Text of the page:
Ottawa

Ottawa sewage overflow in 2017 even more than future tunnel could handle

More than two billion litres of wastewater was released into the Ottawa River this year, far more than even a storage tunnel being constructed to mitigate the problem could have handled.

The combined sewage storage tunnel would not have prevented 9 overflows this year

The amount of wastewater dumped into the Ottawa River this year, is enough to fill nearly 850 Olympic sized pools. (Jacques Corriveau)

A year of heavy rainfall led to the release of more than two billion litres of untreated sewage into the Ottawa River this year, far more than even a storage tunnel being constructed to mitigate the problem could have handled.

This year about 2.1 billion litres — enough to fill nearly 850 Olympic-sized swimming pools — was dumped into the river from the City of Ottawa, according to the city's data.

Annual overflow numbers have been decreasing in the last decade, according to Scott Laberge, the city's wastewater collection program manager. But due to an abnormal amount of rainfall, this year's overflow numbers increased dramatically, he said.

The heavy rainfall during three days this spring — May 5 to 7 — led to more overflow than the entire period between April 15 and November 15 the previous year, according to yearly historical overflows on the city's website.​

To put this year's rainfall in perspective, consider the city's $232 million Combined Sewage Storage Tunnel project currently under construction.

Once completed in 2020, the tunnels will be able to hold up to 43 million litres of surface runoff and wastewater — as much as approximately 18 Olympic-sized pools, potentially mitigating sewage overflow during heavy rainfalls.

And yet, this year's rainfall would have exceeded the tunnel's capacity nine times during the year, including by 470 million litres during heavy rain on Oct. 29 and 30.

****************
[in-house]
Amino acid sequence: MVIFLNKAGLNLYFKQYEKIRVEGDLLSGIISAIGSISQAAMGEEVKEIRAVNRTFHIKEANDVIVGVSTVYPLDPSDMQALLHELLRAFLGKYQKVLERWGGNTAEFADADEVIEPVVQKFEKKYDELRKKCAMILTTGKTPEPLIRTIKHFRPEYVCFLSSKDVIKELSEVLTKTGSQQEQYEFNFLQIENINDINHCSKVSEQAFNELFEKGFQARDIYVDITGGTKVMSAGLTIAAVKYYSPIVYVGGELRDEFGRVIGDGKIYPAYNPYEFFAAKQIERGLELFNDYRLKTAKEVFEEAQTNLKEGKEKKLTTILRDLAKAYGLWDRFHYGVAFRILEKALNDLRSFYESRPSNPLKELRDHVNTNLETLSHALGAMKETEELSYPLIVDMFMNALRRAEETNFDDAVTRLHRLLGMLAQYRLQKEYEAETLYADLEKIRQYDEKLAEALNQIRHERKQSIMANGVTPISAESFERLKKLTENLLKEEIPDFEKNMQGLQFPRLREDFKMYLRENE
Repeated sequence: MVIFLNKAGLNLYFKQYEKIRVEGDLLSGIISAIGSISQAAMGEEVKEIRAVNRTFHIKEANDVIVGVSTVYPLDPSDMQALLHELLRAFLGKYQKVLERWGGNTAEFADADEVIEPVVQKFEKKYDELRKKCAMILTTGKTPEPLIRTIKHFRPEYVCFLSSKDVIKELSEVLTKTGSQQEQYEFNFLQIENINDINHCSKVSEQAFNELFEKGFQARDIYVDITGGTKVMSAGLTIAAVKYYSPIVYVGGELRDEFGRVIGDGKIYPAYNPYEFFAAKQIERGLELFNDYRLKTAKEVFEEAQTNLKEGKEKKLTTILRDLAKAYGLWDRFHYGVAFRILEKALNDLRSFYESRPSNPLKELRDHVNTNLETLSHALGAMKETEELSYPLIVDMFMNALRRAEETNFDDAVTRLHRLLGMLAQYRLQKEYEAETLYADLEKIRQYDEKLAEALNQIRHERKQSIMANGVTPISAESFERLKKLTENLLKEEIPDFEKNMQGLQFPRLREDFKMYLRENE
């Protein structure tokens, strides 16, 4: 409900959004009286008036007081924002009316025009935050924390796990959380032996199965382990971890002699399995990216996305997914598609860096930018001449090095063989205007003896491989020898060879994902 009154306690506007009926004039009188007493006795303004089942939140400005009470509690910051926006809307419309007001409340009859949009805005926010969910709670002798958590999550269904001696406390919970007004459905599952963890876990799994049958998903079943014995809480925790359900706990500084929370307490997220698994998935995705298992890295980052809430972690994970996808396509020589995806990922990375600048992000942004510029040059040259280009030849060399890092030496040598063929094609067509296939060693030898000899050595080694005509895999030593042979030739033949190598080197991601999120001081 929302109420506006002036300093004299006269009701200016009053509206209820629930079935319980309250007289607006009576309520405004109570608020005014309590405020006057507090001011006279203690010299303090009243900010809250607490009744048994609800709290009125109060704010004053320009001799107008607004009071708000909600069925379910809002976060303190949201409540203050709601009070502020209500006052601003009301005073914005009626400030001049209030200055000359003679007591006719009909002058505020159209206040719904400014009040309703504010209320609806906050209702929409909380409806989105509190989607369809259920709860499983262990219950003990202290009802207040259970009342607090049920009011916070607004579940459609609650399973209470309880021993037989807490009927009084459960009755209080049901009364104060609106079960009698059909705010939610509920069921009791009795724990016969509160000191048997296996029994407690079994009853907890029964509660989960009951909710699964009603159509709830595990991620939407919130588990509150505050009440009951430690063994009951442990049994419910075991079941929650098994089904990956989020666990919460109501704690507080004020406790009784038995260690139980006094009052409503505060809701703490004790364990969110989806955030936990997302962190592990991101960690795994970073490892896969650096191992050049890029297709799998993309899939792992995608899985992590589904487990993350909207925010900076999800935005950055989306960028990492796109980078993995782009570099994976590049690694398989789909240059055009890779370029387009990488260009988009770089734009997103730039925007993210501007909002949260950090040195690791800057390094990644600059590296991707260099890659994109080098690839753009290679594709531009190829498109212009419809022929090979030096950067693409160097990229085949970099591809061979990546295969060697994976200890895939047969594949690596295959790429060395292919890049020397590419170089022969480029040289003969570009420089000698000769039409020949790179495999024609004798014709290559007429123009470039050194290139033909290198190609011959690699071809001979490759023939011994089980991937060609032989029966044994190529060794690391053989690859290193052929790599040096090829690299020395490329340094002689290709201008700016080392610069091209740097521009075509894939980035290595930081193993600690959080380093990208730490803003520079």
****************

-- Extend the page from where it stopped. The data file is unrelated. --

The size of the tunnel was increased 72 per cent during the planning stages in order to account for a predicted increase of rainfall due to climate change, according to Louis Julien, a senior engineer with the city's water resources department.

"If we had just used historical averages the volume of the tunnel would be much less," Julien said. 

During heavy storms, sewage can flow straight into the Ottawa River. ((CBC))

'All but extreme episodes'

While the Ottawa Riverkeeper is not pleased the annual record was broken this year, it commends the city for the investment into the tunnel project.

"When the system is operational in 2020, that should, in theory, help us eliminate all but the most extreme episodes," said Patrick Nadeau, Ottawa Riverkeeper's executive director.

The Ottawa Riverkeeper is a non-profit that focuses on improving the health of the Ottawa River. (Andrew Foote/CBC)

Where the Riverkeeper says more work can be done is in keeping the public informed about when these overflows happen, Nadeau said.

The Riverkeeper has organized a letter-writing campaign to the Mayors of Ottawa and Gatineau, asking them to look into real-time reporting for sewage overflows to let people know when to avoid the river. So far, Nadeau said they have had no official response.

"People are using the river recreationally, and it's when they are using the river that they need to know these are happening. Not a day later, not a month later," he said.